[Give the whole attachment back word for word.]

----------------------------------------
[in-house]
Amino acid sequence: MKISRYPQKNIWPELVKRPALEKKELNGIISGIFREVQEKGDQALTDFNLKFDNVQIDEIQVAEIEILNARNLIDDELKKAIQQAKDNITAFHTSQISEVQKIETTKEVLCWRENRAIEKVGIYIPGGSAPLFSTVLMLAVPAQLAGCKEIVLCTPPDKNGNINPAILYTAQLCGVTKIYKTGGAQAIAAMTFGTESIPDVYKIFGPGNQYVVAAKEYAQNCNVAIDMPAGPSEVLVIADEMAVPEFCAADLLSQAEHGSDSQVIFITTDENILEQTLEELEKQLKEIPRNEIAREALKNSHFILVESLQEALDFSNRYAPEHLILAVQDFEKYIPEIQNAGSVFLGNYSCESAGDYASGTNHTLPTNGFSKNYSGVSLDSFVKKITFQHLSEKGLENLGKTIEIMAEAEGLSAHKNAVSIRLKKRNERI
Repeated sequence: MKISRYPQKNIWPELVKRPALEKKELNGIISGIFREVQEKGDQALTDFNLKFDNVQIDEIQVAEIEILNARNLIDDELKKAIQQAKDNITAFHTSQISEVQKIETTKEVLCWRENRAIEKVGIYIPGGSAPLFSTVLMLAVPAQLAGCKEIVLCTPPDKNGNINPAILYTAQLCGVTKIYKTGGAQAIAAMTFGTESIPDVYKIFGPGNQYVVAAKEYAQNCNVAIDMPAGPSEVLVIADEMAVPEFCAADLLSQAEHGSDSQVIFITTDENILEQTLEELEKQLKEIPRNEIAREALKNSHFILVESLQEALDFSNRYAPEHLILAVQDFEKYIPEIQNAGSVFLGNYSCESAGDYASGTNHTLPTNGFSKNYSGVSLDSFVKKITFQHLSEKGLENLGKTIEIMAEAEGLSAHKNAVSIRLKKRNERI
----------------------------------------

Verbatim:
[in-house]
Amino acid sequence: MKISRYPQKNIWPELVKRPALEKKELNGIISGIFREVQEKGDQALTDFNLKFDNVQIDEIQVAEIEILNARNLIDDELKKAIQQAKDNITAFHTSQISEVQKIETTKEVLCWRENRAIEKVGIYIPGGSAPLFSTVLMLAVPAQLAGCKEIVLCTPPDKNGNINPAILYTAQLCGVTKIYKTGGAQAIAAMTFGTESIPDVYKIFGPGNQYVVAAKEYAQNCNVAIDMPAGPSEVLVIADEMAVPEFCAADLLSQAEHGSDSQVIFITTDENILEQTLEELEKQLKEIPRNEIAREALKNSHFILVESLQEALDFSNRYAPEHLILAVQDFEKYIPEIQNAGSVFLGNYSCESAGDYASGTNHTLPTNGFSKNYSGVSLDSFVKKITFQHLSEKGLENLGKTIEIMAEAEGLSAHKNAVSIRLKKRNERI
Repeated sequence: MKISRYPQKNIWPELVKRPALEKKELNGIISGIFREVQEKGDQALTDFNLKFDNVQIDEIQVAEIEILNARNLIDDELKKAIQQAKDNITAFHTSQISEVQKIETTKEVLCWRENRAIEKVGIYIPGGSAPLFSTVLMLAVPAQLAGCKEIVLCTPPDKNGNINPAILYTAQLCGVTKIYKTGGAQAIAAMTFGTESIPDVYKIFGPGNQYVVAAKEYAQNCNVAIDMPAGPSEVLVIADEMAVPEFCAADLLSQAEHGSDSQVIFITTDENILEQTLEELEKQLKEIPRNEIAREALKNSHFILVESLQEALDFSNRYAPEHLILAVQDFEKYIPEIQNAGSVFLGNYSCESAGDYASGTNHTLPTNGFSKNYSGVSLDSFVKKITFQHLSEKGLENLGKTIEIMAEAEGLSAHKNAVSIRLKKRNERI